The city is considering proposals from at least a dozen companies that are bidding for the municipal contract, according to The Philadelphia Inquirer. Each company has submitted a bid with its own proposal for where and how outdoor ads should be installed, so the potential scope of the city's new outdoor ad inventory remains to be decided. However, the program will likely include ads on and within dozens of city-owned buildings like libraries and recreation centers, and may even include ads on vehicles like garbage trucks.
A total of 58 out of 134 recreation centers and 45 out of 54 libraries have been identified as viable candidates for carrying advertising, along with several other municipal buildings and over 4,000 vehicles owned by the city. Overall, the city's managing director Richard Negrin said revenues will be in the millions of dollars, helping offset growing budget shortfalls. The ads should be installed by the end of 2014, if all goes according to plan.
Not surprisingly, Philadelphia’s plans for more outdoor ads have run into opposition from local activists who say allowing ads on city property will only worsen the visual blight from existing ads on private property. For its part, the city has promised to be sensitive to historical sites and buildings, and won't permit ads for alcohol, tobacco, or guns, and is also banning sexually explicit ads and political ads. Finally, vehicles belonging to the city's health department won't carry ads for food, drink, pharmaceutical products, or medical services.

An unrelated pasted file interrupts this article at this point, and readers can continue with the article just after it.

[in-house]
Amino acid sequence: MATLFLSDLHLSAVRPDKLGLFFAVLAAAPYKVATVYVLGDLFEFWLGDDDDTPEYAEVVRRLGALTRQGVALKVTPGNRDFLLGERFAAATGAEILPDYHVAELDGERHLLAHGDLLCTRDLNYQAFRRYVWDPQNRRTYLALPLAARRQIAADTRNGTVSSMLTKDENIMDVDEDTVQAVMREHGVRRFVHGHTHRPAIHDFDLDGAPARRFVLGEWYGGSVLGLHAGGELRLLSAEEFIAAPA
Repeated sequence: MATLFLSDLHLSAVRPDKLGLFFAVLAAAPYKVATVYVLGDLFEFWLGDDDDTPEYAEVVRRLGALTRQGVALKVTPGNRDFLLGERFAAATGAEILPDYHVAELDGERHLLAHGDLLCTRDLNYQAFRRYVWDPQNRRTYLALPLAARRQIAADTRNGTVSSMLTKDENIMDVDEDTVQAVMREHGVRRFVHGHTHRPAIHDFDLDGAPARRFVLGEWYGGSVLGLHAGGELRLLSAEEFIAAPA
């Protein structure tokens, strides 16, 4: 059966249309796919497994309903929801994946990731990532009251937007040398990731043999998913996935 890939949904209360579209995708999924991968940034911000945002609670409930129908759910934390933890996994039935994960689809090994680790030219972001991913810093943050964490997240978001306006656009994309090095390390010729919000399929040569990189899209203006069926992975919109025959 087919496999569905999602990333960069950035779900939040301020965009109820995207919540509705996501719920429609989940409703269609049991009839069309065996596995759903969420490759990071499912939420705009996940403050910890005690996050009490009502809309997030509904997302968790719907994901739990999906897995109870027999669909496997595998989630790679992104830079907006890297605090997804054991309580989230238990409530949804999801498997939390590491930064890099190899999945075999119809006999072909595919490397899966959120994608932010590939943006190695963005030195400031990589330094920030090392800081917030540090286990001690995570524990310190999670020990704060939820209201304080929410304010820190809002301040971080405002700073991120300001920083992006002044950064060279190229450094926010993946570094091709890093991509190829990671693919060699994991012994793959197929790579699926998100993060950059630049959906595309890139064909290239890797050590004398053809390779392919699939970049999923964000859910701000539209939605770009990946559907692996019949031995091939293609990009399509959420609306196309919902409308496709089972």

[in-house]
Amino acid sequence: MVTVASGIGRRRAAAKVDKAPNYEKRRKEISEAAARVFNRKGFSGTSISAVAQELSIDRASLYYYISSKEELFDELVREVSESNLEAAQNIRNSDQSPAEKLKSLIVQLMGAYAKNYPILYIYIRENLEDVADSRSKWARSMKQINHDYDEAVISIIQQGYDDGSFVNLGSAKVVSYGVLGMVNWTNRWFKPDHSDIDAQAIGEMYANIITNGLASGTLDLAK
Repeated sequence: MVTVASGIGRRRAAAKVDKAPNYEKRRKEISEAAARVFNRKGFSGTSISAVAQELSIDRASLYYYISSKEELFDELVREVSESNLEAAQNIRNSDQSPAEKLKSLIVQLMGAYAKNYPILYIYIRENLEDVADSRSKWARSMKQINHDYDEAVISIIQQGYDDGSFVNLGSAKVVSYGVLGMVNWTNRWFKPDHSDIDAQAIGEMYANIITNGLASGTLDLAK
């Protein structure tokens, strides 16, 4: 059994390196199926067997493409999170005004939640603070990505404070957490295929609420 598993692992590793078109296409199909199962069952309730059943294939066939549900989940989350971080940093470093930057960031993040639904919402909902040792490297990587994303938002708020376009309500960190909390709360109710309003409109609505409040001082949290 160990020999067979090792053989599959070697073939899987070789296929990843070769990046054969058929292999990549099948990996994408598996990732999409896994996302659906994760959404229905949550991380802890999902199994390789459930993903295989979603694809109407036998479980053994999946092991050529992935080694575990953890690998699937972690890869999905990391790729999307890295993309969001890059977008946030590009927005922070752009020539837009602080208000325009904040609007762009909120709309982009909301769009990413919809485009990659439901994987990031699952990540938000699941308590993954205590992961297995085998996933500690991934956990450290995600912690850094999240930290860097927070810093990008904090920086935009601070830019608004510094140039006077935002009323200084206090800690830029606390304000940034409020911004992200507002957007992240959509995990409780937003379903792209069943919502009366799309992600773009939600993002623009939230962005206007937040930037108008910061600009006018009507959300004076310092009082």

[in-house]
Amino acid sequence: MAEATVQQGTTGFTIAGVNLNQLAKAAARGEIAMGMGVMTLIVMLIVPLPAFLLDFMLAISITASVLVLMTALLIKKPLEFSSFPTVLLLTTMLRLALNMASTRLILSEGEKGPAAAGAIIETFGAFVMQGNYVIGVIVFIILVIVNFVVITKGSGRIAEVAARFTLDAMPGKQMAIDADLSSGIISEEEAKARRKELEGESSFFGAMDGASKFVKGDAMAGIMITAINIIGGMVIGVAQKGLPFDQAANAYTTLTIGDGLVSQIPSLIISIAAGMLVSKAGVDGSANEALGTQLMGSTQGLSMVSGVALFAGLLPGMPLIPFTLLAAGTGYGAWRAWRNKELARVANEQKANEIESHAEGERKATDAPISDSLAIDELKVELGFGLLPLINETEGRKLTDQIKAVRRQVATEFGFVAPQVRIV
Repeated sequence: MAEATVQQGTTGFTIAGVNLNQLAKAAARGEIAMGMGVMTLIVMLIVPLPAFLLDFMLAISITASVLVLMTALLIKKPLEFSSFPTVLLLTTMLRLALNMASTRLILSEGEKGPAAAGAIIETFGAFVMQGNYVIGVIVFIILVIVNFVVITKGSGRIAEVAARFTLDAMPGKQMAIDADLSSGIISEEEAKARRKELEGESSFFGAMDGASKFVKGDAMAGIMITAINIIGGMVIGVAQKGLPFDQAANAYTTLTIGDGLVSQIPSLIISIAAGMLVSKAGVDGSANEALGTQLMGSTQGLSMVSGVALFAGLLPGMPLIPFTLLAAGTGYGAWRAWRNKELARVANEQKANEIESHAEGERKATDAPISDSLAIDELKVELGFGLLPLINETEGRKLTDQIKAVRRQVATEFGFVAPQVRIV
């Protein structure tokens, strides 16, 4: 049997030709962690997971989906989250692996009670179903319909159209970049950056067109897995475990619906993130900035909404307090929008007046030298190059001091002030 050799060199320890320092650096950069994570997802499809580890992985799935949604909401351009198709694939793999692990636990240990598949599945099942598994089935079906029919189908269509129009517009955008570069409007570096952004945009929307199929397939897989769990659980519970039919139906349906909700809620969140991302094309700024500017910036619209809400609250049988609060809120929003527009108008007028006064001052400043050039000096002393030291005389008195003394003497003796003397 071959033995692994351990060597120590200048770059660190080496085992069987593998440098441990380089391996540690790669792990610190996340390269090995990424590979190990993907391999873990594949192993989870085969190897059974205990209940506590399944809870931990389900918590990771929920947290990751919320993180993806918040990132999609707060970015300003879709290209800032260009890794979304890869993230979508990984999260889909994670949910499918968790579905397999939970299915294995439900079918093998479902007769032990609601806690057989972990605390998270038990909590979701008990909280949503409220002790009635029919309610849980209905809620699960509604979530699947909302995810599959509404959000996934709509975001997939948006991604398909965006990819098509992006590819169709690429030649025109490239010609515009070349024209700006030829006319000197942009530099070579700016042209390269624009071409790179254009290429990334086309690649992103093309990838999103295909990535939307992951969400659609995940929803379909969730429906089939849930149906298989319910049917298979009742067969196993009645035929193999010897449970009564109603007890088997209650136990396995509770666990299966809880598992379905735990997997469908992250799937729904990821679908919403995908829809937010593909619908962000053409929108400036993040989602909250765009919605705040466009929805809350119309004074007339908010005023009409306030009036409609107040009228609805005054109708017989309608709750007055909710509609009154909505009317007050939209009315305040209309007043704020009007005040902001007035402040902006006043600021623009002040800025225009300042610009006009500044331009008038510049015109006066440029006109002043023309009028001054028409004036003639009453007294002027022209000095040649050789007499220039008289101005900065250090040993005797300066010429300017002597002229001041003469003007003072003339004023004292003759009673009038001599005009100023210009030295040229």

The Southeast Pennsylvania Transportation Authority (SEPTA) already carries ads on public transportation across the Philadelphia metro area. Titan recently landed a new five-year advertising sales contract extending its previous relationship with SEPTA, with the option for two two-year extensions. The contract will generate at least $150 million for SEPTA over the full nine-year period.